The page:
I have been sent here with a twofold object in relation to the commerce of the most important public body in the Old Country; with a message of good-will towards Canada, and a desire to stimulate the interest of Canadians in the great market which is served by the Port of London, which we consider the greatest port in the Empire, or in fact in the world. (Applause.)

I would like to feel that Canada and the other Dominions share our pride in the great imperial port which you and they have helped to build. The City of London owes its progress, and I think one may say its prosperity, to this port.

The Port of London Authority desire to make better known the marketing and distributing facilities which the Port of London offers for produce from Canada, and to ascertain from producers and shippers whether there be any way in which the Authority can help to facilitate trade between the two countries.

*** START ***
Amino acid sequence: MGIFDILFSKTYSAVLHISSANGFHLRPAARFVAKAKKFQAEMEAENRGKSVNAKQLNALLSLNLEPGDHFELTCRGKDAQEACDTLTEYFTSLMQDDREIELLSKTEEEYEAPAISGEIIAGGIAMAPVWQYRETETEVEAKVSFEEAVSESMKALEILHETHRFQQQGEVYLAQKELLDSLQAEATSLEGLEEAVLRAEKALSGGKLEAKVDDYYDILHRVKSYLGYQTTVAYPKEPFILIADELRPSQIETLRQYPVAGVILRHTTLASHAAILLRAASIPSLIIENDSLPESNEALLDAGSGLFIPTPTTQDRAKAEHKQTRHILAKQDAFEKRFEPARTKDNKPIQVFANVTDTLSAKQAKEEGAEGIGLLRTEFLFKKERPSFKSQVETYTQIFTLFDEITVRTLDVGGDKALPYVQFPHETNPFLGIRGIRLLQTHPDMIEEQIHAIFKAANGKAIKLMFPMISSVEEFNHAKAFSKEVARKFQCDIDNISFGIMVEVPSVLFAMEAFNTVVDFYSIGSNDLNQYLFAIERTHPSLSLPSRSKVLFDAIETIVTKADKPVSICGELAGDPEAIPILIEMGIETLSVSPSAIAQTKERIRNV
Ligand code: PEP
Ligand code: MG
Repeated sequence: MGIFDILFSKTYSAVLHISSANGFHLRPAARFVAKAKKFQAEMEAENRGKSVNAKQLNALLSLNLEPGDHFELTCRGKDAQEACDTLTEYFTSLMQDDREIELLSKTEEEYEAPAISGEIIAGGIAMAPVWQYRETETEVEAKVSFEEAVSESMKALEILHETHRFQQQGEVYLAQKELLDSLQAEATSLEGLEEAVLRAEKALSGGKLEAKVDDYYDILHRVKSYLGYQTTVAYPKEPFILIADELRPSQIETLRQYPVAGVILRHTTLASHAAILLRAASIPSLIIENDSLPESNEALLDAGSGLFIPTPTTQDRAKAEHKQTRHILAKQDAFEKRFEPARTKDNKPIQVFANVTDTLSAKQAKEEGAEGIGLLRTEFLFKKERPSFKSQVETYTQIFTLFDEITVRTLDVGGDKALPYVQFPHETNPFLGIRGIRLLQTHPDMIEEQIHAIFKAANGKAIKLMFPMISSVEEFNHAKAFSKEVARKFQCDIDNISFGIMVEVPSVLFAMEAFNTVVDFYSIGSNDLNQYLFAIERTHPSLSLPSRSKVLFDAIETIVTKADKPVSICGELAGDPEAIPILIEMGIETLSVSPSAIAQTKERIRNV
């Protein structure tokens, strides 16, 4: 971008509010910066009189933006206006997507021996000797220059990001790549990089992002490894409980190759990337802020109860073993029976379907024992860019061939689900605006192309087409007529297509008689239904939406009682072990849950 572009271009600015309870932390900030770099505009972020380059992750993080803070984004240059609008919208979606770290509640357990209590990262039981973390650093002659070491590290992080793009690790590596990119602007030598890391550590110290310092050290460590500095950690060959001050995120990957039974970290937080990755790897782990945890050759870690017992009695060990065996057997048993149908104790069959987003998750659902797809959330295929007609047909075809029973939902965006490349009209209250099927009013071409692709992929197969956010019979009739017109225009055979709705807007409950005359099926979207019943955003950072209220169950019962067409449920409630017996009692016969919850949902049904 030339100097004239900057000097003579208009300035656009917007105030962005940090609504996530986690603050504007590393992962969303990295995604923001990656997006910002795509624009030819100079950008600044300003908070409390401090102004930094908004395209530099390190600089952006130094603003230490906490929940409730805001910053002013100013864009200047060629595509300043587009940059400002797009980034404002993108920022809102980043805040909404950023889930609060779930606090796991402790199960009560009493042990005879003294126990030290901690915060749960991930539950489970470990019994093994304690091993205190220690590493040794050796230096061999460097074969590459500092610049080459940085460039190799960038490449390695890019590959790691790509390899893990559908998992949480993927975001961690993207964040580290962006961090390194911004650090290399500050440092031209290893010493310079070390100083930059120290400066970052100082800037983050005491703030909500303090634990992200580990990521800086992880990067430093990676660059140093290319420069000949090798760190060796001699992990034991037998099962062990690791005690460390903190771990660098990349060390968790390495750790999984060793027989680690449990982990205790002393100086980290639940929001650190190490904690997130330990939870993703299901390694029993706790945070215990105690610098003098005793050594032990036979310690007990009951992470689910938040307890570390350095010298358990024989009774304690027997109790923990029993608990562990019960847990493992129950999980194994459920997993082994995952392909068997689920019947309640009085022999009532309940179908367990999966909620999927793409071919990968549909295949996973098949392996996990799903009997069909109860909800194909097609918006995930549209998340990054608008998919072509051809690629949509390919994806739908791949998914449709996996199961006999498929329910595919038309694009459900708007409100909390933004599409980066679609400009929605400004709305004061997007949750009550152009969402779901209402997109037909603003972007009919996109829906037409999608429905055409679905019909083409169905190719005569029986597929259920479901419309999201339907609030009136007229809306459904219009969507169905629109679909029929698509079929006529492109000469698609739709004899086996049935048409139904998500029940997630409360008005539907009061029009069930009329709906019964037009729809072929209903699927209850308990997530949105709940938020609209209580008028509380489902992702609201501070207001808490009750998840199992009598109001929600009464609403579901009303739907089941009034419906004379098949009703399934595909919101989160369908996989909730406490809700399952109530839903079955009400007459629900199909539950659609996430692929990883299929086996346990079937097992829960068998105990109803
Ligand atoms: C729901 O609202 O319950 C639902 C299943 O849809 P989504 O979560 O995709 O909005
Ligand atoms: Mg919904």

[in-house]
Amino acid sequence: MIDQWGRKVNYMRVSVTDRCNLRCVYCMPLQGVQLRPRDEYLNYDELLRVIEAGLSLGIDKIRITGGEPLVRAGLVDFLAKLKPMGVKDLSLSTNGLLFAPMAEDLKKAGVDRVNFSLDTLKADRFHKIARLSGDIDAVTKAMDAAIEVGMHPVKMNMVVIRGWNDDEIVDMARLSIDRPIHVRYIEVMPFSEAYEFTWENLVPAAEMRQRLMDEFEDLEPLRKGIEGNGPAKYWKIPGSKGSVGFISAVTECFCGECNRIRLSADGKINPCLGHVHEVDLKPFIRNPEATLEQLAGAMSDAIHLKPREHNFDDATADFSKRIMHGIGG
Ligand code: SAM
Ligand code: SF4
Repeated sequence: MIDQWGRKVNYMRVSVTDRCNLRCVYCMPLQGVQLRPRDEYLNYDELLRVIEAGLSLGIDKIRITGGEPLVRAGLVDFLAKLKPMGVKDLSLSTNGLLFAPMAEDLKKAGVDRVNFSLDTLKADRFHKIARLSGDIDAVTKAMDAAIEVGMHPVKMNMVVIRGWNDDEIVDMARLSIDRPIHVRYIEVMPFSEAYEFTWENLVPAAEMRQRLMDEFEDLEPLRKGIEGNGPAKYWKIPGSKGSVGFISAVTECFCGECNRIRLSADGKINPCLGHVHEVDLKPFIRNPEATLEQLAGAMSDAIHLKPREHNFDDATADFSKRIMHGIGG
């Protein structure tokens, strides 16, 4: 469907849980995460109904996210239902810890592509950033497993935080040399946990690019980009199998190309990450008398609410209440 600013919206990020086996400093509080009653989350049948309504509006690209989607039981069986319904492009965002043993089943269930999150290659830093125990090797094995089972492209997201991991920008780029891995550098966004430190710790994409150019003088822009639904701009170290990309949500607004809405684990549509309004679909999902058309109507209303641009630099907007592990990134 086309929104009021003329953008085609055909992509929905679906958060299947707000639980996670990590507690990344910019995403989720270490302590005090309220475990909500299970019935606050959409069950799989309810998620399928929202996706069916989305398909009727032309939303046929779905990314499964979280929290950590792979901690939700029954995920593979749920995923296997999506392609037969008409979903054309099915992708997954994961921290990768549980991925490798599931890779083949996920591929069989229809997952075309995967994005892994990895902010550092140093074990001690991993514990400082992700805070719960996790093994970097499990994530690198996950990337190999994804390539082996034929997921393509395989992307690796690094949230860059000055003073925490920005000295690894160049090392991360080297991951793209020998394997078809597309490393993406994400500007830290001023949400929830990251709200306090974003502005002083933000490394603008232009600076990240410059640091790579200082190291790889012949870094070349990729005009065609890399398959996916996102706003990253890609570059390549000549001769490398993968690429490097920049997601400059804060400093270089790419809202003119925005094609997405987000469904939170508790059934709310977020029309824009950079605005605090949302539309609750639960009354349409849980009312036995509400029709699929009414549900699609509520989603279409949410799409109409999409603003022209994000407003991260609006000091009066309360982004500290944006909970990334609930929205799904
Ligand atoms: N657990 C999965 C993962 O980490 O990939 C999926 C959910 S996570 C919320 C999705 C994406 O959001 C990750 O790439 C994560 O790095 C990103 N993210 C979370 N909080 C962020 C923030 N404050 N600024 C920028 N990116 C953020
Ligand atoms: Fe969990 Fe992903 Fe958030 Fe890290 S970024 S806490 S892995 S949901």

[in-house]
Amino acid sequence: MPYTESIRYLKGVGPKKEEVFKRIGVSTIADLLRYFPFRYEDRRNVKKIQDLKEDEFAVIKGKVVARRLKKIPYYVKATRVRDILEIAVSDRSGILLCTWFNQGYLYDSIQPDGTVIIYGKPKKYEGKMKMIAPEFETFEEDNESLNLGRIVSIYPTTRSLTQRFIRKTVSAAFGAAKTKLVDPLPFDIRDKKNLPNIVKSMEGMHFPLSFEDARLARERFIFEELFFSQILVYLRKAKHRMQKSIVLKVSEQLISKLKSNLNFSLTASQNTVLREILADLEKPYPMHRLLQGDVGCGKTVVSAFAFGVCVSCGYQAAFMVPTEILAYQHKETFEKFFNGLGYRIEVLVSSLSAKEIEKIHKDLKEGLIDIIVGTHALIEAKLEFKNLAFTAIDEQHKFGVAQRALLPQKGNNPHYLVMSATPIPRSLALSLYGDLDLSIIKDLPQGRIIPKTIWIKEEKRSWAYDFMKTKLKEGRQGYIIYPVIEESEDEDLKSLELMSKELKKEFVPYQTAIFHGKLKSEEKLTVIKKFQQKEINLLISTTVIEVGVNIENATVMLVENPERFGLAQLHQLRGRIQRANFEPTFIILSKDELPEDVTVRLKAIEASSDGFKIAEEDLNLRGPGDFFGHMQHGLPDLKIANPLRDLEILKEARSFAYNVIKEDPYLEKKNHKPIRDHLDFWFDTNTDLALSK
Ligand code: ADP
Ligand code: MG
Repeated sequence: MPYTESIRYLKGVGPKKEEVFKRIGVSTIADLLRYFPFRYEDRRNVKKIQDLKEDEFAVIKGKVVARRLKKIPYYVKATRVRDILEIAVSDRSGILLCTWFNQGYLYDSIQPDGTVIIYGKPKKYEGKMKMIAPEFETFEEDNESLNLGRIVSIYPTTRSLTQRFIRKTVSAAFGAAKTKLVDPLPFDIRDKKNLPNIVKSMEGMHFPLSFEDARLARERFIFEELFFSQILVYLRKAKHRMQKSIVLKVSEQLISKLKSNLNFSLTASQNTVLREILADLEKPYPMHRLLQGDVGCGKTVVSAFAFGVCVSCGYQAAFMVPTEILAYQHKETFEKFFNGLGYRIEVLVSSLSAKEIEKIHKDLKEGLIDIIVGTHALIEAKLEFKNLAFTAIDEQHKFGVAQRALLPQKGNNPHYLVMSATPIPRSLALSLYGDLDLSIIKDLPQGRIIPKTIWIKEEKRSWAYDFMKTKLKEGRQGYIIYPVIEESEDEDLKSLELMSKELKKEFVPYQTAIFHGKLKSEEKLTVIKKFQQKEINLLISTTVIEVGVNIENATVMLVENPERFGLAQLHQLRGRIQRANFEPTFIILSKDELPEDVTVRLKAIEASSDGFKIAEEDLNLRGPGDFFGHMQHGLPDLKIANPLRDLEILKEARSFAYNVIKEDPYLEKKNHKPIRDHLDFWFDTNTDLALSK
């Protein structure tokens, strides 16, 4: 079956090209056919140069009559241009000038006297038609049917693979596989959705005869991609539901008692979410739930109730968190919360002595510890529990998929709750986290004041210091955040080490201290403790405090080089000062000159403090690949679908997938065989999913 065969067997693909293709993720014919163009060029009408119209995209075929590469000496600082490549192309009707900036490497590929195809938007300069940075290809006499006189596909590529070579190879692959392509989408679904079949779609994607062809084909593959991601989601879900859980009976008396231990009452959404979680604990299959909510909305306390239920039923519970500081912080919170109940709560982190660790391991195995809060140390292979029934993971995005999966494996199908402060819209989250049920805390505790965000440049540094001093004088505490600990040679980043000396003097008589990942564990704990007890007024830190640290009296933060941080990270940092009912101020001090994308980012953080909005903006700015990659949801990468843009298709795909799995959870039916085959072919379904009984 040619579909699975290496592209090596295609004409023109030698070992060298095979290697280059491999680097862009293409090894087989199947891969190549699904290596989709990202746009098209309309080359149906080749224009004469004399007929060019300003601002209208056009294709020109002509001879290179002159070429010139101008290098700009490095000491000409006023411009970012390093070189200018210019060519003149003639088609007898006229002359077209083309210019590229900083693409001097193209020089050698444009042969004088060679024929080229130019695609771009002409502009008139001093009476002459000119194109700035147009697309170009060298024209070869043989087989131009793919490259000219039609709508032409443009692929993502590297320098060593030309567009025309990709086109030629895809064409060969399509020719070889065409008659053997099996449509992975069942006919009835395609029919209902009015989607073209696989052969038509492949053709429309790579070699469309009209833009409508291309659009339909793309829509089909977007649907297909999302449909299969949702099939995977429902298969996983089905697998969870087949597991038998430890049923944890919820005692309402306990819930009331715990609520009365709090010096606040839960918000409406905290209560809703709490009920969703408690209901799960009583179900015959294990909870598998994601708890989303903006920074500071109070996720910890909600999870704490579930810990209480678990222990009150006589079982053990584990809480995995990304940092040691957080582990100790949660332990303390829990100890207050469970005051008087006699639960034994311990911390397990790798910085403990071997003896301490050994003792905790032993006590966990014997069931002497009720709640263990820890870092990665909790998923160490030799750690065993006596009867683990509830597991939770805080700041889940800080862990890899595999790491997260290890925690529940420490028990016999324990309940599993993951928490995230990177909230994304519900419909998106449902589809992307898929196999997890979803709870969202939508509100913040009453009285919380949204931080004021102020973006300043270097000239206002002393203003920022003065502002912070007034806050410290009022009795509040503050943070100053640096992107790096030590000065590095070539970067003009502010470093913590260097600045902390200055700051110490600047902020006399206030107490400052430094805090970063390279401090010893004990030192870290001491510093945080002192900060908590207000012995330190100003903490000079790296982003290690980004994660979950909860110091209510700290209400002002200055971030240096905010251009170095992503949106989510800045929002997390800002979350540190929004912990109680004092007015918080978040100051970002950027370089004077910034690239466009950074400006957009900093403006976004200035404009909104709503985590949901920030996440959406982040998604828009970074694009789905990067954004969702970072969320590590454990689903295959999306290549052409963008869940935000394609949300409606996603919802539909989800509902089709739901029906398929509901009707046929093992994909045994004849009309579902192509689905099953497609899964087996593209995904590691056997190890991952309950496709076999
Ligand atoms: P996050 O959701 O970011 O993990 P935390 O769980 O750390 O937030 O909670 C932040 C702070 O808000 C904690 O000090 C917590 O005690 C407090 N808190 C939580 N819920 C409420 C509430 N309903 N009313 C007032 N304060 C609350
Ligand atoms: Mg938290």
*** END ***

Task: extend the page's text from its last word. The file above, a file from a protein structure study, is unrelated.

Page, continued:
The Port of London Authority was constituted in 1908 to take over the docks, which had hitherto been operated by private enterprise, and the tidal portion of the River from Teddington down to the sea, a distance of 69 miles. The Authority consists of twenty-eight members, eighteen of whom are elected by the payers of charges and dues, the other ten being appointed by public bodies and government departments. The Port Authority is self-supporting. Its revenue is derived mainly from dues on ships and charges on goods, and after working expenses and the fixed rates of interest on the port stock have been paid, any surplus is available for the improvement of the port or for the reduction of port charges. The functions of the Authority are many and varied. They own a dock estate of 3,442 acres, of which 723 acres are water, 45 miles of quays, with 1,650 cranes for the handling of loads ranging from a few cwts. to 150 tons, and 10 dry docks. They are the largest warehouse keepers in the world and are able to store over 1,000,000 tons of goods, while accommodation for a further 1,000,000 tons is provided by the public wharfingers in the port. In modernizing and extending the port, over £20,000,000 have been spent since 1909. The works upon which a large proportion of the capital has been expended are, we submit, beneficial to the Dominions.